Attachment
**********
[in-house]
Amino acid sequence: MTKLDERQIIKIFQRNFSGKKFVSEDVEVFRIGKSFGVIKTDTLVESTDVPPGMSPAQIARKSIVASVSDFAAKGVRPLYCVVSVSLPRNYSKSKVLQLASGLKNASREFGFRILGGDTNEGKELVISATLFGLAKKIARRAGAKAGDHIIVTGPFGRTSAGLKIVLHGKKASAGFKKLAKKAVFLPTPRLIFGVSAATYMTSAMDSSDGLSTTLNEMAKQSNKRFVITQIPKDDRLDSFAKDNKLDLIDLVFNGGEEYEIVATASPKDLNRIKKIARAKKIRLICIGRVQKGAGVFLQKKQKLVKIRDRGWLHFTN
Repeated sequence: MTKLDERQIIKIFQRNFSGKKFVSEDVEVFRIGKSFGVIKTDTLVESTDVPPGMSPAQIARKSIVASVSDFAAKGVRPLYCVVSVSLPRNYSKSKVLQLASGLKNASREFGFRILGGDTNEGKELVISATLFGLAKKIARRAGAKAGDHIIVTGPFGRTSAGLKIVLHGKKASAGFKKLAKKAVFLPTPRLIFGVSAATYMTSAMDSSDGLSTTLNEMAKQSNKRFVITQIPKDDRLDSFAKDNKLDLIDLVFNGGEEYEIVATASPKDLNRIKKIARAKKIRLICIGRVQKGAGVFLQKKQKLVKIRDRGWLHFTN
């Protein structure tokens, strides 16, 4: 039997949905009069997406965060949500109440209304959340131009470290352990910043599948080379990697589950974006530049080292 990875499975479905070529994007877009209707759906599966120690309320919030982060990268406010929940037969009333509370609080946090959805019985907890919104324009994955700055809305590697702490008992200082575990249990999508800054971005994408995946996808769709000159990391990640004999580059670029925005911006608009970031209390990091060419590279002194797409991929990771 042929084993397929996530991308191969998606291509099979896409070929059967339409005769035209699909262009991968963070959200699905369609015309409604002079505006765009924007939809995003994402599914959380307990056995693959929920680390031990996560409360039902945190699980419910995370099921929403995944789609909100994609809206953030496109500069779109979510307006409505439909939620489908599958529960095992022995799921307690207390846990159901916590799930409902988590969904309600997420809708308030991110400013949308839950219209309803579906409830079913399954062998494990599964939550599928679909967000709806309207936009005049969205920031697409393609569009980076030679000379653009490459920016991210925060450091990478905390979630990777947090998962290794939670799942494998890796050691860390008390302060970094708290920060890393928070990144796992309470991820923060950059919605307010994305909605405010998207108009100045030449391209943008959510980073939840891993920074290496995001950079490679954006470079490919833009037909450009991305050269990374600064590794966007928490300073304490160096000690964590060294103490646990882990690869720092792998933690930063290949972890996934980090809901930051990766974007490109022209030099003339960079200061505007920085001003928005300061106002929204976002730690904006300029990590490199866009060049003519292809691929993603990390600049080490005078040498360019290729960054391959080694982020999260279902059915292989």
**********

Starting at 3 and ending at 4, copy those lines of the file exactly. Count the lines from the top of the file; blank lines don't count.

Repeated sequence: MTKLDERQIIKIFQRNFSGKKFVSEDVEVFRIGKSFGVIKTDTLVESTDVPPGMSPAQIARKSIVASVSDFAAKGVRPLYCVVSVSLPRNYSKSKVLQLASGLKNASREFGFRILGGDTNEGKELVISATLFGLAKKIARRAGAKAGDHIIVTGPFGRTSAGLKIVLHGKKASAGFKKLAKKAVFLPTPRLIFGVSAATYMTSAMDSSDGLSTTLNEMAKQSNKRFVITQIPKDDRLDSFAKDNKLDLIDLVFNGGEEYEIVATASPKDLNRIKKIARAKKIRLICIGRVQKGAGVFLQKKQKLVKIRDRGWLHFTN
């Protein structure tokens, strides 16, 4: 039997949905009069997406965060949500109440209304959340131009470290352990910043599948080379990697589950974006530049080292 990875499975479905070529994007877009209707759906599966120690309320919030982060990268406010929940037969009333509370609080946090959805019985907890919104324009994955700055809305590697702490008992200082575990249990999508800054971005994408995946996808769709000159990391990640004999580059670029925005911006608009970031209390990091060419590279002194797409991929990771 042929084993397929996530991308191969998606291509099979896409070929059967339409005769035209699909262009991968963070959200699905369609015309409604002079505006765009924007939809995003994402599914959380307990056995693959929920680390031990996560409360039902945190699980419910995370099921929403995944789609909100994609809206953030496109500069779109979510307006409505439909939620489908599958529960095992022995799921307690207390846990159901916590799930409902988590969904309600997420809708308030991110400013949308839950219209309803579906409830079913399954062998494990599964939550599928679909967000709806309207936009005049969205920031697409393609569009980076030679000379653009490459920016991210925060450091990478905390979630990777947090998962290794939670799942494998890796050691860390008390302060970094708290920060890393928070990144796992309470991820923060950059919605307010994305909605405010998207108009100045030449391209943008959510980073939840891993920074290496995001950079490679954006470079490919833009037909450009991305050269990374600064590794966007928490300073304490160096000690964590060294103490646990882990690869720092792998933690930063290949972890996934980090809901930051990766974007490109022209030099003339960079200061505007920085001003928005300061106002929204976002730690904006300029990590490199866009060049003519292809691929993603990390600049080490005078040498360019290729960054391959080694982020999260279902059915292989």